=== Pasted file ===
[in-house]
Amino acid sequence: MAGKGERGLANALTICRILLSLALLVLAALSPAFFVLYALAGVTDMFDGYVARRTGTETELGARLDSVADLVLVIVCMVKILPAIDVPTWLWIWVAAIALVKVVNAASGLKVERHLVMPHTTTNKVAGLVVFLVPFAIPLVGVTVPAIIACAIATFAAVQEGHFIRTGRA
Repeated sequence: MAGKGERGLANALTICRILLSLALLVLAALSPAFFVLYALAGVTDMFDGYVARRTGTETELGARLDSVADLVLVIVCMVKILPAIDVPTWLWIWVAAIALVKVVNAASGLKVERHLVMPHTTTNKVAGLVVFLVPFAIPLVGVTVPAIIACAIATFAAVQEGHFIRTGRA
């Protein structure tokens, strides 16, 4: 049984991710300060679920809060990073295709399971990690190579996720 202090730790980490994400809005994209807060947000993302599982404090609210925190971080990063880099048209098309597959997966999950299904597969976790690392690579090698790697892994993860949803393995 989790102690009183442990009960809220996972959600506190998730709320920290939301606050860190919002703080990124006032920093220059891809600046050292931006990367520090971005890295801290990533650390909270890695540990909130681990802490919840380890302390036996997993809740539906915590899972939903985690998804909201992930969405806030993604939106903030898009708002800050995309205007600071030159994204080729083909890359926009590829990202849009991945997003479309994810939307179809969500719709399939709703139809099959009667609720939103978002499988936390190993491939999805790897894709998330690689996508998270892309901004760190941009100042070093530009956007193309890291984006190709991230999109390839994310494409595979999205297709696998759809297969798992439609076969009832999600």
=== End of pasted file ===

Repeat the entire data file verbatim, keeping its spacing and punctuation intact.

[in-house]
Amino acid sequence: MAGKGERGLANALTICRILLSLALLVLAALSPAFFVLYALAGVTDMFDGYVARRTGTETELGARLDSVADLVLVIVCMVKILPAIDVPTWLWIWVAAIALVKVVNAASGLKVERHLVMPHTTTNKVAGLVVFLVPFAIPLVGVTVPAIIACAIATFAAVQEGHFIRTGRA
Repeated sequence: MAGKGERGLANALTICRILLSLALLVLAALSPAFFVLYALAGVTDMFDGYVARRTGTETELGARLDSVADLVLVIVCMVKILPAIDVPTWLWIWVAAIALVKVVNAASGLKVERHLVMPHTTTNKVAGLVVFLVPFAIPLVGVTVPAIIACAIATFAAVQEGHFIRTGRA
């Protein structure tokens, strides 16, 4: 049984991710300060679920809060990073295709399971990690190579996720 202090730790980490994400809005994209807060947000993302599982404090609210925190971080990063880099048209098309597959997966999950299904597969976790690392690579090698790697892994993860949803393995 989790102690009183442990009960809220996972959600506190998730709320920290939301606050860190919002703080990124006032920093220059891809600046050292931006990367520090971005890295801290990533650390909270890695540990909130681990802490919840380890302390036996997993809740539906915590899972939903985690998804909201992930969405806030993604939106903030898009708002800050995309205007600071030159994204080729083909890359926009590829990202849009991945997003479309994810939307179809969500719709399939709703139809099959009667609720939103978002499988936390190993491939999805790897894709998330690689996508998270892309901004760190941009100042070093530009956007193309890291984006190709991230999109390839994310494409595979999205297709696998759809297969798992439609076969009832999600």